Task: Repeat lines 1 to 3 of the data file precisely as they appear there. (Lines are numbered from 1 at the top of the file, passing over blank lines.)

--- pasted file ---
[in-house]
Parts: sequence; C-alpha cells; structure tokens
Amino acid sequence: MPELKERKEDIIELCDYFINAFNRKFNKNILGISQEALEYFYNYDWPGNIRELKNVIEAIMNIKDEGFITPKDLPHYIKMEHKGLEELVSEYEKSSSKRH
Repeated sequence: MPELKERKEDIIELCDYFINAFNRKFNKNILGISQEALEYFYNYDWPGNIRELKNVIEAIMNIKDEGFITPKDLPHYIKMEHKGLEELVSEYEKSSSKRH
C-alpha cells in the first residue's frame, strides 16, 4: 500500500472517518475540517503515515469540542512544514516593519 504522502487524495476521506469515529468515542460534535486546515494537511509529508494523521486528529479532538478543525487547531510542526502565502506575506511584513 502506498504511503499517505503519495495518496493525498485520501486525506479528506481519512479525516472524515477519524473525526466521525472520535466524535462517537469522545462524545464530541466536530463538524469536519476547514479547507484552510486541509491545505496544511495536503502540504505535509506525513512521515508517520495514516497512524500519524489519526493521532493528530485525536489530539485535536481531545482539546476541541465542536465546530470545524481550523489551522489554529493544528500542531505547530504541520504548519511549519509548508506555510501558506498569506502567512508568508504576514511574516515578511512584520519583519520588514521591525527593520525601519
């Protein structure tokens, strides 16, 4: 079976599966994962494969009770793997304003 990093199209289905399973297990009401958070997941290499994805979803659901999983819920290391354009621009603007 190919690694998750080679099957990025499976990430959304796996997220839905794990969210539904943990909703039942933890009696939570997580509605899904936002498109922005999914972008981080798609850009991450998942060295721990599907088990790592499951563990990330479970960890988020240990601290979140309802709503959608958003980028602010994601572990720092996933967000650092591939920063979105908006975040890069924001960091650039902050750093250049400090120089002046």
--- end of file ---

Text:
[in-house]
Parts: sequence; C-alpha cells; structure tokens
Amino acid sequence: MPELKERKEDIIELCDYFINAFNRKFNKNILGISQEALEYFYNYDWPGNIRELKNVIEAIMNIKDEGFITPKDLPHYIKMEHKGLEELVSEYEKSSSKRH